Both grown and baby elephants can swim in shallow or deep waters. The high percentage of body fat an elephant has helps it to float in deep waters rather than sink, and an elephant uses all four legs to propel itself through the water.
Historical writings describe elephants swimming across deep waters with nothing but their trunks above the water. Elephants use their trunks as a snorkel, and the composition of an elephant's lungs allow it to remain submerged without any additional pressure exerted on the lungs while it swims.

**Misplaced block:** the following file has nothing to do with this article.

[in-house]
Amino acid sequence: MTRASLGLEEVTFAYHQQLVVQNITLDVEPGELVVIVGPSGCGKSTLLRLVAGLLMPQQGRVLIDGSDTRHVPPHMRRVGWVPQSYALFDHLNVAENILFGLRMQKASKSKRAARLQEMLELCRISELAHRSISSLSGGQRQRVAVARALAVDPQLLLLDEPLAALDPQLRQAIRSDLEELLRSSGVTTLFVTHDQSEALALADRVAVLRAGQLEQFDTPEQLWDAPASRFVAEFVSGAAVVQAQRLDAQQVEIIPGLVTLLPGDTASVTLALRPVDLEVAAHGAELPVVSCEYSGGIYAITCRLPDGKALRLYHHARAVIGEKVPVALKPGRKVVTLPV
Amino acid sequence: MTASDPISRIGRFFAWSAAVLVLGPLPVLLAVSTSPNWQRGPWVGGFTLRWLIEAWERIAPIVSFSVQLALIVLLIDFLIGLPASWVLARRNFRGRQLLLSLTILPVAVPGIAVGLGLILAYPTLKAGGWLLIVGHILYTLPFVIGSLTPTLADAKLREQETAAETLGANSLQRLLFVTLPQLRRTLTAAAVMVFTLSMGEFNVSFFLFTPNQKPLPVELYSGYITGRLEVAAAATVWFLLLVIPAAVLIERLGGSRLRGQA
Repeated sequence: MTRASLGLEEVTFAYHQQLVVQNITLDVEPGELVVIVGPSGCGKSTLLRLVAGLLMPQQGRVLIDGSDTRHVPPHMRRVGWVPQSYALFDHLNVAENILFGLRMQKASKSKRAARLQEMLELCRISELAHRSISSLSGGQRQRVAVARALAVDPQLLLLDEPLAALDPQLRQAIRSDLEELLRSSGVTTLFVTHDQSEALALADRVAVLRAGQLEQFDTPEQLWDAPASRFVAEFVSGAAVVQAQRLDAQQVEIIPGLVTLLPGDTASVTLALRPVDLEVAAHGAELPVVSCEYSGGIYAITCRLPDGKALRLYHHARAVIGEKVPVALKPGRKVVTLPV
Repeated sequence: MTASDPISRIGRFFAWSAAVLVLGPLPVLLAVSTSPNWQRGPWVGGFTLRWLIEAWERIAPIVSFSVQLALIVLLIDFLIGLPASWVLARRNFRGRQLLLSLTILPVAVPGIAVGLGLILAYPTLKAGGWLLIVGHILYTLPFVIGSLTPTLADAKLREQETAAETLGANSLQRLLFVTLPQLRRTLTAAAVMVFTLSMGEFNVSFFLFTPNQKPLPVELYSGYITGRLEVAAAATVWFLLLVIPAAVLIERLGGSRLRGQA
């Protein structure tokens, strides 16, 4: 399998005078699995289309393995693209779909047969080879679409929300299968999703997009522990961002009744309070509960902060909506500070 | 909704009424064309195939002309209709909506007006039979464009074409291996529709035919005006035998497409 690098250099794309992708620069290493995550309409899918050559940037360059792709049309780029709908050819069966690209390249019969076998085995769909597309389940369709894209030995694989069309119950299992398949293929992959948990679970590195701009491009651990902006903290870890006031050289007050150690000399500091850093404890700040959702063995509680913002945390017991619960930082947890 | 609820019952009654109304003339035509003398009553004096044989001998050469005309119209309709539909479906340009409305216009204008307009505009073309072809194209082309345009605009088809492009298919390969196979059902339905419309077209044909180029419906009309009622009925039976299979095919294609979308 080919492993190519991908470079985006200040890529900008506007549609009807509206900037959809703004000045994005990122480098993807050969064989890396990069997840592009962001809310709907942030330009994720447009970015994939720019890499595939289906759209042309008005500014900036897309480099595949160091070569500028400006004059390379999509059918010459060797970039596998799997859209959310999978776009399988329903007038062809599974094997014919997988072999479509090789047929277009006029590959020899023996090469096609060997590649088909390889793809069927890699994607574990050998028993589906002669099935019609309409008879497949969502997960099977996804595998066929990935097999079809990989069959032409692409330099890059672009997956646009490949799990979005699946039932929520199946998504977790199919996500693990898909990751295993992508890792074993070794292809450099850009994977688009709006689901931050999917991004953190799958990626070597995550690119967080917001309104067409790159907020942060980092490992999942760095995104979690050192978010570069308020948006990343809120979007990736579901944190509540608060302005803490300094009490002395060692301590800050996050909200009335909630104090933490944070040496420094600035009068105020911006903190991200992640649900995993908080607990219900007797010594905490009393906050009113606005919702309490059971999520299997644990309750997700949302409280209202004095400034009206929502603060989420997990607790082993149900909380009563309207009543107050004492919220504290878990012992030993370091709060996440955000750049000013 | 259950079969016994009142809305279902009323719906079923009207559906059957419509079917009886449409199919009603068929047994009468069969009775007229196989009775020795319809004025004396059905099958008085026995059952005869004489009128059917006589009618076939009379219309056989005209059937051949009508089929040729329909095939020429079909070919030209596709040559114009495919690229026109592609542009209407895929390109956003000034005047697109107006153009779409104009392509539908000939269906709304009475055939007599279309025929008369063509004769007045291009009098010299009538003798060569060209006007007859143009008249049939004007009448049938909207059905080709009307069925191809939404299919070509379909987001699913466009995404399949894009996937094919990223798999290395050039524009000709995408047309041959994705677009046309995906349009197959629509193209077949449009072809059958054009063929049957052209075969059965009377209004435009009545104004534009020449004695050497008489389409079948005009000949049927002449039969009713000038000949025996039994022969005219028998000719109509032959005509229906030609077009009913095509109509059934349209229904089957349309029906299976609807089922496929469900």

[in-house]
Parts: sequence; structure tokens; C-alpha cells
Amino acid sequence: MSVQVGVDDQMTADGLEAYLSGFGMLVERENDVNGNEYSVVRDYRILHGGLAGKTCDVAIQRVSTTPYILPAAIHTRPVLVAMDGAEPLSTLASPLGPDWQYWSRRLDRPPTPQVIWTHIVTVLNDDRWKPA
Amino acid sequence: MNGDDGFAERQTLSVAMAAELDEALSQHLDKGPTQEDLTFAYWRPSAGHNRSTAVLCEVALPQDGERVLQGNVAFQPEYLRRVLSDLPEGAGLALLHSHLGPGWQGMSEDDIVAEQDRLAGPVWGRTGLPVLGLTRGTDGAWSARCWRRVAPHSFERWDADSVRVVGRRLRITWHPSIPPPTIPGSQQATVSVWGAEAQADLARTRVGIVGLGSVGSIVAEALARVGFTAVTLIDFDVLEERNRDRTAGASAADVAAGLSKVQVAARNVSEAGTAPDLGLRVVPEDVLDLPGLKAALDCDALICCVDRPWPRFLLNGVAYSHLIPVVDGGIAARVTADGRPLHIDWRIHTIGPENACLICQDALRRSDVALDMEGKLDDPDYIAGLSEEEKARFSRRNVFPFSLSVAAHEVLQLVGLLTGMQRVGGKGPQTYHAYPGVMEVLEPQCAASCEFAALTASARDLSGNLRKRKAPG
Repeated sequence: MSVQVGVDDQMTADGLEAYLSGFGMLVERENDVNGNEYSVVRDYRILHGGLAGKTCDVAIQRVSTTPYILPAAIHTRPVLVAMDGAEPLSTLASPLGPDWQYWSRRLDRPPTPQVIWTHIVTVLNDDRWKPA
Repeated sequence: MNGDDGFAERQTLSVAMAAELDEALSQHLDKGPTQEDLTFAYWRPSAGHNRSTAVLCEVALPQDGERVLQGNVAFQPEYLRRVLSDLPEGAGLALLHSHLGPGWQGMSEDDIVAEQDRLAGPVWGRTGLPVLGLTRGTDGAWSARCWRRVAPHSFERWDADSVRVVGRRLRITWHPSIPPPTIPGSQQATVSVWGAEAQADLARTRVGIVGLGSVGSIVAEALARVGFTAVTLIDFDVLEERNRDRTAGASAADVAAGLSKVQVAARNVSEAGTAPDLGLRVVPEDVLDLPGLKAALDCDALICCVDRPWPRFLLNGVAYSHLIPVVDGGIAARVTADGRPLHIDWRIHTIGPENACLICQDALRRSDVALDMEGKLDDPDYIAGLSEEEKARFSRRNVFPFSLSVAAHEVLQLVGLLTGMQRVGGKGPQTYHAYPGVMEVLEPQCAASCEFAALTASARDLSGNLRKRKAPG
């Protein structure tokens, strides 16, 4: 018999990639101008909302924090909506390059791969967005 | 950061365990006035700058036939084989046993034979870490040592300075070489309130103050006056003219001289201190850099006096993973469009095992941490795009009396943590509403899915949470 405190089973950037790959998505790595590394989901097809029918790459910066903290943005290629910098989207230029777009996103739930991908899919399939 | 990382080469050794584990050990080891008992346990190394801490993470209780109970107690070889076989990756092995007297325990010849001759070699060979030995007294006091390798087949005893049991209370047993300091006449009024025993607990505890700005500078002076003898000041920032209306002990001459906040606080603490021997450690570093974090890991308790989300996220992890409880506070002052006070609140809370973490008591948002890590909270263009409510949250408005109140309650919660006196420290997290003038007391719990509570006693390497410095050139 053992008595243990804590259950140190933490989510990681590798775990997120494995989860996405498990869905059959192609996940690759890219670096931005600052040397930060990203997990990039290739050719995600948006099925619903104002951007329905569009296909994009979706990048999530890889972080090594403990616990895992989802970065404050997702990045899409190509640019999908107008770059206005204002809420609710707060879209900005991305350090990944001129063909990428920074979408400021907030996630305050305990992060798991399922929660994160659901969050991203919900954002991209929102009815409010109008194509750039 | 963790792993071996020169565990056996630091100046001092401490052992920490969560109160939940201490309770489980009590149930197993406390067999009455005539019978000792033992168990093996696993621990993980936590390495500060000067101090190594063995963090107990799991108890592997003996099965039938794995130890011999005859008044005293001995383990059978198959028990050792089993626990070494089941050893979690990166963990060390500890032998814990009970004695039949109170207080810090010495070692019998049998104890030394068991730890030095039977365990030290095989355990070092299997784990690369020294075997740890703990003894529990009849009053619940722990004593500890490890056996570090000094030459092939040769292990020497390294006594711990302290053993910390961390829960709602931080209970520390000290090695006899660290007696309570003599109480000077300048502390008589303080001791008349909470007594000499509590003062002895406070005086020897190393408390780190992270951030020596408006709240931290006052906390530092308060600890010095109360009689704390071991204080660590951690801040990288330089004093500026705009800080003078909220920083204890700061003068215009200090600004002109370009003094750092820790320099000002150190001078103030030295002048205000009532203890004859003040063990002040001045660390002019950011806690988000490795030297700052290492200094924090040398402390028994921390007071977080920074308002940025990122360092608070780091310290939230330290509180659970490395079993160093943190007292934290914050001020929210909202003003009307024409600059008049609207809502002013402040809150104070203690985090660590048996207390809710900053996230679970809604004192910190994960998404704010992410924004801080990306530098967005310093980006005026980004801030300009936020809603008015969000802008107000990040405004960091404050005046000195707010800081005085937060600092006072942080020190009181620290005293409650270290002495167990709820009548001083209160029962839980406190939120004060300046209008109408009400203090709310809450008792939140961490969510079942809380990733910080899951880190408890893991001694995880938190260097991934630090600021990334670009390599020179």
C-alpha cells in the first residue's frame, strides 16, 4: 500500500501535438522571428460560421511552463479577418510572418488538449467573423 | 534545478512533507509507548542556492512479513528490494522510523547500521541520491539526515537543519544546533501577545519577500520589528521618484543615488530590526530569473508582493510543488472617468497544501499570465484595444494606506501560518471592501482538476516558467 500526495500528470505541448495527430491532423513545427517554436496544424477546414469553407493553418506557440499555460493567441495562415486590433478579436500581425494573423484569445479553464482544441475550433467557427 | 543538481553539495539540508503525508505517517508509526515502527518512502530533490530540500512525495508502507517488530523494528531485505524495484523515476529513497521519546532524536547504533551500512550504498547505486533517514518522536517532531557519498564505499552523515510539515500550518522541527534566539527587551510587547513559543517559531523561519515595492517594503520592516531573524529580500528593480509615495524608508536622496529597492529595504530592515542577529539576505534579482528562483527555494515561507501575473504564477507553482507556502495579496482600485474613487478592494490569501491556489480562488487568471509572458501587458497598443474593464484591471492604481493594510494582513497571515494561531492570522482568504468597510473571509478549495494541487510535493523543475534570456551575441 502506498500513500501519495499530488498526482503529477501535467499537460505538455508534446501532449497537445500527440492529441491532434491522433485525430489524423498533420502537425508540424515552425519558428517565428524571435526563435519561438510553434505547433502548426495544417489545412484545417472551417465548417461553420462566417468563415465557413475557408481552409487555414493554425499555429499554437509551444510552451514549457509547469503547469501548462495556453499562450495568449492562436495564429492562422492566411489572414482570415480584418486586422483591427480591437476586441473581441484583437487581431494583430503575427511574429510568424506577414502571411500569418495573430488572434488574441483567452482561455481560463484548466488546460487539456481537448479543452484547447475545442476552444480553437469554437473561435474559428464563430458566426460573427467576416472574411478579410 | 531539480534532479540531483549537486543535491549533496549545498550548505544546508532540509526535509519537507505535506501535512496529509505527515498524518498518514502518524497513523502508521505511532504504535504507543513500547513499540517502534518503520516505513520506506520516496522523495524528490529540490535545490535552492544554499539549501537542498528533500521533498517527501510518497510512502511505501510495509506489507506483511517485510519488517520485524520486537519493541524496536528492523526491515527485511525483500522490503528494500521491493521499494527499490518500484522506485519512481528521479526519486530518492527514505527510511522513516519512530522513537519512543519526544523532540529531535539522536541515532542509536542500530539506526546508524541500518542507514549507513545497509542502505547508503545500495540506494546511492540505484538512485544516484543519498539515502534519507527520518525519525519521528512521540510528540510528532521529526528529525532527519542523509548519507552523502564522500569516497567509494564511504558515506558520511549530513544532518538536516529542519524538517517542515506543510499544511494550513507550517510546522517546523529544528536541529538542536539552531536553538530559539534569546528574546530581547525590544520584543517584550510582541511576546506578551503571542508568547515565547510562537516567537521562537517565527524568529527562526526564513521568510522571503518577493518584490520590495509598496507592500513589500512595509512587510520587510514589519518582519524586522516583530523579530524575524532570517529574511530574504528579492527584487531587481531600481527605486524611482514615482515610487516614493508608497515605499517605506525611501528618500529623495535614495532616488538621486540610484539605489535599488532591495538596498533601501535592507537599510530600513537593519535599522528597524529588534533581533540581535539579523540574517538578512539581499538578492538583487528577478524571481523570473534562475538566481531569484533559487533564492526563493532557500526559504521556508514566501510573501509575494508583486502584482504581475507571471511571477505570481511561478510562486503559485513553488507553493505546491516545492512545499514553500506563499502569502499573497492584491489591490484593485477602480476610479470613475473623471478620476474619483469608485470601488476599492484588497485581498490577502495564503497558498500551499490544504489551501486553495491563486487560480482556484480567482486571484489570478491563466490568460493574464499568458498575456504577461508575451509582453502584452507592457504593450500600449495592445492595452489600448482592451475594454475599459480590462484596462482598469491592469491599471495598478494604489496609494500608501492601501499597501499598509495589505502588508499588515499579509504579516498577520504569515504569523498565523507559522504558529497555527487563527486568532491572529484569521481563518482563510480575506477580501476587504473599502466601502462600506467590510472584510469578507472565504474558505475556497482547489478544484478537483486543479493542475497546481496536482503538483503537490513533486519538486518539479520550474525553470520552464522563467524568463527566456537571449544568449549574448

Elephants depend upon water to cool their bodies down. While elephants may swim for fun, it's the process of evaporative cooling that drives elephants toward water.